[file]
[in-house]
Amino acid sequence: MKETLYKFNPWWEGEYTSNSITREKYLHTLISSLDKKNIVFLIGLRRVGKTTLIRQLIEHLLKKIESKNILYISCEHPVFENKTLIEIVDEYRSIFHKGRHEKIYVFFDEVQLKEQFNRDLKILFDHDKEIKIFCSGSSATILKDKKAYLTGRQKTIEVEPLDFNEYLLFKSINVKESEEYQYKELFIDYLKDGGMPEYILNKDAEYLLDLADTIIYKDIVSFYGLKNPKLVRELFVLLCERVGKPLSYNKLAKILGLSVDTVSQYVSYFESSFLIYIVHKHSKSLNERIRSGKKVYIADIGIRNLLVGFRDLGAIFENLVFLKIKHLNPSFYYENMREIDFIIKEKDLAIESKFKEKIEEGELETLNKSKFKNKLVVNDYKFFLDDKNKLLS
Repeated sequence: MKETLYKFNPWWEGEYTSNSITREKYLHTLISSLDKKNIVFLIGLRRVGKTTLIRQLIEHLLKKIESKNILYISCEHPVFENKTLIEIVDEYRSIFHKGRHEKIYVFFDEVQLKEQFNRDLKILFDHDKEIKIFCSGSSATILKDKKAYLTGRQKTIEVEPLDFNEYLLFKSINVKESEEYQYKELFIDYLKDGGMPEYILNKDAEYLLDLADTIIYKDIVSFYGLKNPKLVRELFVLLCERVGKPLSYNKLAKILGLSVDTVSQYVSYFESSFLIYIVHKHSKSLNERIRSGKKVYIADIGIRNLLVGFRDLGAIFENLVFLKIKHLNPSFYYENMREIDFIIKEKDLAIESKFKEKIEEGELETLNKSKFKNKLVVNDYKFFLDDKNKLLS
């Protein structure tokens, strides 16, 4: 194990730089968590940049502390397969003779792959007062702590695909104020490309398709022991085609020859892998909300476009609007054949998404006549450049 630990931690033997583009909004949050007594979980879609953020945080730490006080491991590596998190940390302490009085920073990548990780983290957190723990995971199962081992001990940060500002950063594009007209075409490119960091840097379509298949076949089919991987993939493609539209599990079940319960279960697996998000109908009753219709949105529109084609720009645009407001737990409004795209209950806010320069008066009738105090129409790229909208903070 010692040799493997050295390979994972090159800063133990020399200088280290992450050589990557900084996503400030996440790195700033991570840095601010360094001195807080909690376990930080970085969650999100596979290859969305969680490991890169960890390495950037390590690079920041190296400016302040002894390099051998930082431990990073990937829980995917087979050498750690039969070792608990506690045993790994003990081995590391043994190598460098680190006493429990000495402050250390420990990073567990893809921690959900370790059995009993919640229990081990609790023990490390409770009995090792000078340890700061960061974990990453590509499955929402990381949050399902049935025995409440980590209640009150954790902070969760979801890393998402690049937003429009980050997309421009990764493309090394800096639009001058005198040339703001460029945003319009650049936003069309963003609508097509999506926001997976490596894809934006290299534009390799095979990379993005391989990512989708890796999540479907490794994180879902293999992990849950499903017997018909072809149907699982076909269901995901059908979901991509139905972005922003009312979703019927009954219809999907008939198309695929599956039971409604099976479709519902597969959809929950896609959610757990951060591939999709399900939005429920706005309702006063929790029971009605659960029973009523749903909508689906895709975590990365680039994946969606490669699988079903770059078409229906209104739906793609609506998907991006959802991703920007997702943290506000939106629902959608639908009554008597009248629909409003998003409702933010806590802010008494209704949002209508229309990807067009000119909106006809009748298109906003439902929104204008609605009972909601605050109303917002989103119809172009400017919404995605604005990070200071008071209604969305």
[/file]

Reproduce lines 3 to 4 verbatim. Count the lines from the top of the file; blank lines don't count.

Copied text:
Repeated sequence: MKETLYKFNPWWEGEYTSNSITREKYLHTLISSLDKKNIVFLIGLRRVGKTTLIRQLIEHLLKKIESKNILYISCEHPVFENKTLIEIVDEYRSIFHKGRHEKIYVFFDEVQLKEQFNRDLKILFDHDKEIKIFCSGSSATILKDKKAYLTGRQKTIEVEPLDFNEYLLFKSINVKESEEYQYKELFIDYLKDGGMPEYILNKDAEYLLDLADTIIYKDIVSFYGLKNPKLVRELFVLLCERVGKPLSYNKLAKILGLSVDTVSQYVSYFESSFLIYIVHKHSKSLNERIRSGKKVYIADIGIRNLLVGFRDLGAIFENLVFLKIKHLNPSFYYENMREIDFIIKEKDLAIESKFKEKIEEGELETLNKSKFKNKLVVNDYKFFLDDKNKLLS
């Protein structure tokens, strides 16, 4: 194990730089968590940049502390397969003779792959007062702590695909104020490309398709022991085609020859892998909300476009609007054949998404006549450049 630990931690033997583009909004949050007594979980879609953020945080730490006080491991590596998190940390302490009085920073990548990780983290957190723990995971199962081992001990940060500002950063594009007209075409490119960091840097379509298949076949089919991987993939493609539209599990079940319960279960697996998000109908009753219709949105529109084609720009645009407001737990409004795209209950806010320069008066009738105090129409790229909208903070 010692040799493997050295390979994972090159800063133990020399200088280290992450050589990557900084996503400030996440790195700033991570840095601010360094001195807080909690376990930080970085969650999100596979290859969305969680490991890169960890390495950037390590690079920041190296400016302040002894390099051998930082431990990073990937829980995917087979050498750690039969070792608990506690045993790994003990081995590391043994190598460098680190006493429990000495402050250390420990990073567990893809921690959900370790059995009993919640229990081990609790023990490390409770009995090792000078340890700061960061974990990453590509499955929402990381949050399902049935025995409440980590209640009150954790902070969760979801890393998402690049937003429009980050997309421009990764493309090394800096639009001058005198040339703001460029945003319009650049936003069309963003609508097509999506926001997976490596894809934006290299534009390799095979990379993005391989990512989708890796999540479907490794994180879902293999992990849950499903017997018909072809149907699982076909269901995901059908979901991509139905972005922003009312979703019927009954219809999907008939198309695929599956039971409604099976479709519902597969959809929950896609959610757990951060591939999709399900939005429920706005309702006063929790029971009605659960029973009523749903909508689906895709975590990365680039994946969606490669699988079903770059078409229906209104739906793609609506998907991006959802991703920007997702943290506000939106629902959608639908009554008597009248629909409003998003409702933010806590802010008494209704949002209508229309990807067009000119909106006809009748298109906003439902929104204008609605009972909601605050109303917002989103119809172009400017919404995605604005990070200071008071209604969305």